Tiger, Phil, Rory and More Can’t Agree on the Keys to Winning the U.S. Open at Shinnecock
Brad Penner-USA TODAY Sports. Pictured: Rory McIlroy
- The best golfers in the world were all asked what it would take to win the U.S. Open at Shinnecock, and they were all over the map with their answers.
- To summarize: Players said they will need to hit it long off the tee, keep it in the fairway, utilize the wind, hit greens in regulation and keep the ball away from precarious spots on the greens.
SOUTHAMPTON, N.Y. — What’s the key to winning this week’s U.S. Open?
On the eve of the opening round here at Shinnecock Hills Golf Club, that’s still the question on inquiring minds, as everyone wants to know which aspect of the game will serve as the key component to success.
Well, luckily for us, some of the world’s best players answered this question, once and for all.
Justin Thomas: “Putting it in the fairway is definitely going to matter more than anything. … It’s just not a place where you get the ball on the ground and it rolls forever. They had some good rain last week, and that’s just how it is right now.”
Patrick Reed: “If you miss a fairway, it’s thick rough, sometimes having to hack out and chip it back to the fairway. The big defense here is the wind.”
Brooks Koepka: “It all kind of depends on the wind, to be honest with you. … The fairways are pretty generous. You should be able to hit them, but it will really be a second shot golf course.”
Dustin Johnson: “I think you’ve really got to hit good iron shots this week. … The course is pretty long. You don’t really get too many wedge shots. I feel like I hit a lot of mid-irons and even a couple long irons into some of these holes, depending on the wind.”
Rickie Fowler: “If you can hit a lot of greens in regulation out here, I think that’s going to bode well, but that’s also going to reflect on how you’re driving it. For me, the first thing is get the ball in play, get the ball on the short grass to give ourselves a chance to hit these greens.”
Jordan Spieth: “You’re hitting off different slopes. You have to work. You have to play in the wind. You have to work certain ball flights to hold greens. You can’t get away with one ball flight all the time. You kind of have to maneuver it around off different slopes and winds. It just requires more of an artistic approach.”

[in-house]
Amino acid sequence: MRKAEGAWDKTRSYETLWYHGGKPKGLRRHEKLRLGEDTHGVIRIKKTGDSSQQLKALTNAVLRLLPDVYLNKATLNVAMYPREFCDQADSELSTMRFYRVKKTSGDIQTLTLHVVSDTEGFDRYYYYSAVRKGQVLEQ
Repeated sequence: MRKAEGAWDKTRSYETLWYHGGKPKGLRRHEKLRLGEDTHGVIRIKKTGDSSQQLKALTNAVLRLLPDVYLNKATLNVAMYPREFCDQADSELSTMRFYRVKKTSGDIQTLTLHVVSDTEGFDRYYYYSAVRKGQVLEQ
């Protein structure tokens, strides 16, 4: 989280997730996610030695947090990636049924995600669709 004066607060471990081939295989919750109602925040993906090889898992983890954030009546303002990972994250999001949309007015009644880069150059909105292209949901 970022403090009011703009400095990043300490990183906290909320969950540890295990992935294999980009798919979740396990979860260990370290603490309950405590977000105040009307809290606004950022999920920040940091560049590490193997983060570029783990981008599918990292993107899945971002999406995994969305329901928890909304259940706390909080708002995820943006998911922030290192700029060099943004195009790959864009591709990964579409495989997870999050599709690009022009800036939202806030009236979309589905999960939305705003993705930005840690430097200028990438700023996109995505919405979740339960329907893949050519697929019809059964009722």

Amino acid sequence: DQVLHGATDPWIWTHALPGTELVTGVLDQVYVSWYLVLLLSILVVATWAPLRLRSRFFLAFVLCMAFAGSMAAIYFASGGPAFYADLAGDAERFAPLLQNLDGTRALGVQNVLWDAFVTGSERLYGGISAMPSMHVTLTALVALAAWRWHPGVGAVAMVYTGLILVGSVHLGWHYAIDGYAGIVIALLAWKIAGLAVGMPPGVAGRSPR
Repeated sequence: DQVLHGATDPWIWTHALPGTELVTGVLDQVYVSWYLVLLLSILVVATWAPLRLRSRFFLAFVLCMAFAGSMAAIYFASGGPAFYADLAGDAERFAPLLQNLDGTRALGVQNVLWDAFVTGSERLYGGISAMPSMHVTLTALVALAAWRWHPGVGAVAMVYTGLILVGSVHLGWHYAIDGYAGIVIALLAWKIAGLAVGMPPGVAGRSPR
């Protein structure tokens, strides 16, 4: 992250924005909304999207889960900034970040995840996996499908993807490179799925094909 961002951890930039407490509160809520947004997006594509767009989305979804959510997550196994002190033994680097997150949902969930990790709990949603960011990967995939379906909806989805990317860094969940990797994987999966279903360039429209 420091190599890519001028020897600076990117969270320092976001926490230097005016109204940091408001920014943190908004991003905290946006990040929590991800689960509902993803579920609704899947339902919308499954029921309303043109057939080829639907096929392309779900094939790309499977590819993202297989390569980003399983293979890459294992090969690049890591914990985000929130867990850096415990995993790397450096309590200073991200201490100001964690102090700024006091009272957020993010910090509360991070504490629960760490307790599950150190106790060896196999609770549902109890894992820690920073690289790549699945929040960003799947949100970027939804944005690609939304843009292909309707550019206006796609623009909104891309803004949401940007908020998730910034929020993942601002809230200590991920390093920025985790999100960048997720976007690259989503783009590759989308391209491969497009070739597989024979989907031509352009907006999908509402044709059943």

Rory McIlroy: “Even if you’re leaving yourself back and maybe hitting a couple of extra clubs into these greens, it’s not such a bad thing. I’d rather be doing that than hacking my way out of the rough.”
Phil Mickelson: “The chipping and short game around the greens are going to be a huge factor this week. The challenge of the greens being extended and all the contours will continue to take balls further from the hole.”
Tiger Woods: “We’ve got so many different shots that we can play any of these greens and around these greens. … It doesn’t just have to be a high towering shot. We can utilize the ground and have that be an ally.”
Jason Day: “If you’re off the greens, even if you’re just like a couple yards off the green, they go up a slope, and they go into like a peak, and then they go down. So it’s very difficult to either putt or chip them close because the playing surfaces aren’t clean, per se, because this golf course is very old.”
Justin Rose: “Obviously, there’s a lot of severe places where the run-offs take the ball a long way away from the pin, but, I think there’s room to play it, which I think is going to be fun for everybody this week.”
So, there you have it — straight from some of the world’s best players.
In order to succeed this week, players will need to hit it long off the tee, keep it in the fairway, utilize the wind, hit greens in regulation and keep the ball away from precarious spots on the greens.
No big deal, right?
Oh, and it wouldn’t hurt to hole a few putts this week, either.